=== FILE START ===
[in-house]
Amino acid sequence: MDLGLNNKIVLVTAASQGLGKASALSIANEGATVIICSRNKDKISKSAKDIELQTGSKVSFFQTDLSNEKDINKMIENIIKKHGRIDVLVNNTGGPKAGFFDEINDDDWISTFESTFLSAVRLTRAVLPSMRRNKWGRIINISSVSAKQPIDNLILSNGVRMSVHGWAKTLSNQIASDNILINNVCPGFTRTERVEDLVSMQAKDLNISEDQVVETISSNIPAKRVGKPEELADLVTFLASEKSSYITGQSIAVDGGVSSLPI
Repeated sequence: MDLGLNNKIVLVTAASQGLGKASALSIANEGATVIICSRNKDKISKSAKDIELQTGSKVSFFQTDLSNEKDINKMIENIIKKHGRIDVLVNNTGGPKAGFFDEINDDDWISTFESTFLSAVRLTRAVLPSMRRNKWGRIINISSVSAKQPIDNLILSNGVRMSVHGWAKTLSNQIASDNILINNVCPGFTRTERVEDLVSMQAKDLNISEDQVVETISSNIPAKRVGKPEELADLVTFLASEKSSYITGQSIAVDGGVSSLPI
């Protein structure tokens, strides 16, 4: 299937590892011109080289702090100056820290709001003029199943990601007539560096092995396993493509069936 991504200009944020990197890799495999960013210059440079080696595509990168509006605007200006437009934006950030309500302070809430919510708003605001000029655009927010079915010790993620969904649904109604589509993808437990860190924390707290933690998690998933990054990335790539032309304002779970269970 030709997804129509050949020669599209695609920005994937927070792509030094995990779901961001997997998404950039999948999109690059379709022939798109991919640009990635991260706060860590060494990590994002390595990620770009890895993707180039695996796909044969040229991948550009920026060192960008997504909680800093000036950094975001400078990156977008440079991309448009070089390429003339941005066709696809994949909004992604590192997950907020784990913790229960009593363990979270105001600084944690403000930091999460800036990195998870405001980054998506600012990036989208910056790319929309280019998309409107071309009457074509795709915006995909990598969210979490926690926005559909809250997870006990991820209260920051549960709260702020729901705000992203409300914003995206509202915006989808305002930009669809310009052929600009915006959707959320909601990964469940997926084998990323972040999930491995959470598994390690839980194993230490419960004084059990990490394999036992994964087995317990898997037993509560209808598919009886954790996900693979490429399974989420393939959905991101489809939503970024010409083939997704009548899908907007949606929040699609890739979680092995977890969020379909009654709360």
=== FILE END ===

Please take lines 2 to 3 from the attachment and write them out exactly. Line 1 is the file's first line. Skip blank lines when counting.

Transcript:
Amino acid sequence: MDLGLNNKIVLVTAASQGLGKASALSIANEGATVIICSRNKDKISKSAKDIELQTGSKVSFFQTDLSNEKDINKMIENIIKKHGRIDVLVNNTGGPKAGFFDEINDDDWISTFESTFLSAVRLTRAVLPSMRRNKWGRIINISSVSAKQPIDNLILSNGVRMSVHGWAKTLSNQIASDNILINNVCPGFTRTERVEDLVSMQAKDLNISEDQVVETISSNIPAKRVGKPEELADLVTFLASEKSSYITGQSIAVDGGVSSLPI
Repeated sequence: MDLGLNNKIVLVTAASQGLGKASALSIANEGATVIICSRNKDKISKSAKDIELQTGSKVSFFQTDLSNEKDINKMIENIIKKHGRIDVLVNNTGGPKAGFFDEINDDDWISTFESTFLSAVRLTRAVLPSMRRNKWGRIINISSVSAKQPIDNLILSNGVRMSVHGWAKTLSNQIASDNILINNVCPGFTRTERVEDLVSMQAKDLNISEDQVVETISSNIPAKRVGKPEELADLVTFLASEKSSYITGQSIAVDGGVSSLPI